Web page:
In fact, both her Dutch and her Danish origins gave her plenty of inspiration for learning about the North and she swallowed one history book after another about Vikings and whalers and Arctic expeditions.
In particular, a journal of the Dutch 16th century search for a North-East passage, which became stuck in the ice around Nova Zembla, made a deep impression on her. Having sensed the intense mixture of beauty and harshness of the Arctic, she instantly knew that her fascination was more than just a fling.
Frequent stays with her grandfather in Denmark and reflections on her Danish roots developed Colette’s Scandinavian Arctic perspective over the years as well. But still, for Colette it was somehow unimaginable to professionally dedicate her life to the North. When she graduated from high school in the Netherlands in the early 90s, it just seemed too far out to pursue a professional career in the North.
Colette decided to study civil engineering in the Netherlands and she more or less forgot about her Arctic dreams, until she spent a semester at the Technical University of Denmark and met a fellow student who had worked as a guide in Greenland during the summer. Instantly her heart beat faster and a few years after her Master’s graduation, she gained her qualification to work as a guide in Greenland.
However, as so often in life, something came in the middle of her plans to finally get a taste of the contemporary North: she got a job offer in Berlin, Germany and spent her ‘Arctic’ summer moving boxes from Amsterdam to Berlin, instead of moving tourists along the coast of the Disco Bay in Greenland. Yet, unexpectedly, her new home turned out to be the stepping stone for Colette’s Arctic ambitions.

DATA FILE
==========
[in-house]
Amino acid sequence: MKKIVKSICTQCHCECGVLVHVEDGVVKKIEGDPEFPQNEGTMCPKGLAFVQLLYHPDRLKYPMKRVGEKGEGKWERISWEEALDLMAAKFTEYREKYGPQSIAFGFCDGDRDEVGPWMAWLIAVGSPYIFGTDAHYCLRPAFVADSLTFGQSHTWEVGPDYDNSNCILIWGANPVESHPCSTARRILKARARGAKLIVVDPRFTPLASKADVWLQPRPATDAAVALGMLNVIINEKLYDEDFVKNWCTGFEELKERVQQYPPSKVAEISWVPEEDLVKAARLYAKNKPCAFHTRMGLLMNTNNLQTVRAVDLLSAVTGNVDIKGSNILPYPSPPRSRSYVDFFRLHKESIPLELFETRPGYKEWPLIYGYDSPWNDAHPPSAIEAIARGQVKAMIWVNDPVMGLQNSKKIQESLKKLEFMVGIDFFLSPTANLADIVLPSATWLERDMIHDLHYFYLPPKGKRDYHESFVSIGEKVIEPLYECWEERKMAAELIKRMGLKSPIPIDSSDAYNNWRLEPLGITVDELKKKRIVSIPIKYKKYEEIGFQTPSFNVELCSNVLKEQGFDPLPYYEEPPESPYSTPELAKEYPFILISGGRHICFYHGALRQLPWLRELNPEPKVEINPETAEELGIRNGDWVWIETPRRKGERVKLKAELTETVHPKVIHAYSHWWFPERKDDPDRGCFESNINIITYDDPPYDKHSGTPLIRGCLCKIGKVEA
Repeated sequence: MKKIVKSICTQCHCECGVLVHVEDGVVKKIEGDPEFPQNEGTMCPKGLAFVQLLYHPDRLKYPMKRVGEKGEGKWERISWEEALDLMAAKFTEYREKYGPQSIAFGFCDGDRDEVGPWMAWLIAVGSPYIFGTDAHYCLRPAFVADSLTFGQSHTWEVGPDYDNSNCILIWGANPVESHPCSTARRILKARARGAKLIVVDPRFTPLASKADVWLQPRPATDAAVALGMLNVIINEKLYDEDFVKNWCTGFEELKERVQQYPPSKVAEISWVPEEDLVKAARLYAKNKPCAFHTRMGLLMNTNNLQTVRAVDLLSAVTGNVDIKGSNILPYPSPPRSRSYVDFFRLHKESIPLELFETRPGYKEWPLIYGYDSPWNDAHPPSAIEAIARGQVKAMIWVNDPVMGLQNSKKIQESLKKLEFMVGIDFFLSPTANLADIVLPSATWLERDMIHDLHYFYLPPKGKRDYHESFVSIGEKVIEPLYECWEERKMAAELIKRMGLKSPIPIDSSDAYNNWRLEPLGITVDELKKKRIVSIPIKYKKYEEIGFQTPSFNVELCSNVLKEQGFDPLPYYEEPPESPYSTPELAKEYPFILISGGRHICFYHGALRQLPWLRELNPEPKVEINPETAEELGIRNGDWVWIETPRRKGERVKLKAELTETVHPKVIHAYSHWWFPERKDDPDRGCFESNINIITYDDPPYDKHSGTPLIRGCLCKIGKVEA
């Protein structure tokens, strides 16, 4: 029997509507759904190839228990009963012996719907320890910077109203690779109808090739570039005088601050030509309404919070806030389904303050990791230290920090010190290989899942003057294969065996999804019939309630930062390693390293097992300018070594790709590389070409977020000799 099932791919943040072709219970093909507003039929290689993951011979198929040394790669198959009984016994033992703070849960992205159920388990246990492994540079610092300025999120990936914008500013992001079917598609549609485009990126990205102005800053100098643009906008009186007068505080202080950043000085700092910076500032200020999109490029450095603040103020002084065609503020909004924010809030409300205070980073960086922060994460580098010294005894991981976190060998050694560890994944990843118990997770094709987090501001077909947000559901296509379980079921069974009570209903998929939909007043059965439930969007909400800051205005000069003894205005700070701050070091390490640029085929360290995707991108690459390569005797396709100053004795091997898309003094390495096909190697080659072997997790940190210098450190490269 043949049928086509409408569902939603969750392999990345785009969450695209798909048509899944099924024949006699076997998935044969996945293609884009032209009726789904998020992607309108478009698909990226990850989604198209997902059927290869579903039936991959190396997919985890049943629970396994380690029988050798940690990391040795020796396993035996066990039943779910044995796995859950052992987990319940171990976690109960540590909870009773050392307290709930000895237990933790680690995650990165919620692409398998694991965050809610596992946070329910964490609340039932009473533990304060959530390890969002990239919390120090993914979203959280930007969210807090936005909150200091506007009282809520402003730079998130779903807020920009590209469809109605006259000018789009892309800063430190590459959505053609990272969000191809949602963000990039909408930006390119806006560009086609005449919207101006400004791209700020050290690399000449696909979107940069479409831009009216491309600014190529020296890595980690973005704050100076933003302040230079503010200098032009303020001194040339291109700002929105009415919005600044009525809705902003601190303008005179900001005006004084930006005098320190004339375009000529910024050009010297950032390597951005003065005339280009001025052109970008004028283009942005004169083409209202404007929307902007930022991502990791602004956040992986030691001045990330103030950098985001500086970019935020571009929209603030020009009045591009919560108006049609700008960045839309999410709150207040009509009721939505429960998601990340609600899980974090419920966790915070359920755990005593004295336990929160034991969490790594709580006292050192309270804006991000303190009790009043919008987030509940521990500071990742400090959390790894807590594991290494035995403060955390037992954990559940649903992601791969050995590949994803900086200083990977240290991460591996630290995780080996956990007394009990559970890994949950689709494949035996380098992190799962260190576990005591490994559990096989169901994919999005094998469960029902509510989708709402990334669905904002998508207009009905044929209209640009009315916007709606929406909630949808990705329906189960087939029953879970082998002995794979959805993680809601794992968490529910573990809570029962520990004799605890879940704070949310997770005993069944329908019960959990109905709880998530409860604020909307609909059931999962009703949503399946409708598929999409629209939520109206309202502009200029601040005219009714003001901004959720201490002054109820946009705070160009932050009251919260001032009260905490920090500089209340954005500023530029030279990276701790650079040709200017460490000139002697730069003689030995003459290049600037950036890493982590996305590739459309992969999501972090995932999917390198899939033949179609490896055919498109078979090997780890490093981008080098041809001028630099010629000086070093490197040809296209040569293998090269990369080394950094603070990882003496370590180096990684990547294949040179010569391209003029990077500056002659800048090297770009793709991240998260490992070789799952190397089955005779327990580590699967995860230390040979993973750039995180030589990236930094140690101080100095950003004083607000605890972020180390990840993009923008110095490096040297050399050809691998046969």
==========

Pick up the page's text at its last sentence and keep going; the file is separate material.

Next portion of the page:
Meanwhile, Colette had discovered the BCS programme on-line and started with her first courses in the evenings and weekends after work. Ever more determined to achieve a career switch towards Northern issues and sustainable development, Colette gave up her engineering profile and managed to move on to a job as a policy advisor on European water issues. And soon after, as if it was meant to be, Colette’s employer Ecologic Institute http://www.ecologic.eu landed a project assignment to develop policy options for supporting climate adaptation in the marine Arctic http://www.arctic-transform.org.
With the knowledge Colette had gained through the BCS programme, she could immediately contribute to the project and ended up co-authoring a background document on environmental governance in the marine Arctic http://www.arctic-transform.org/docs.html.
This spring Colette will graduate from Bodø University in Norway and she feels that, thanks to the BCS programme and the encouragement of her teachers, she has finally managed to ‘come home to the North’. She also knows it is now time to give back, after all the support she received along the way.
Colette hopes to follow UArctic’s motto and continue h
BCS brought Dutch Student into the North
Fri, Mar 13, 2009
Even as a school girl, UArctic Bachelor of Circumpolar Studies student Colette de Roo was fascinated by anything that had to do with the North.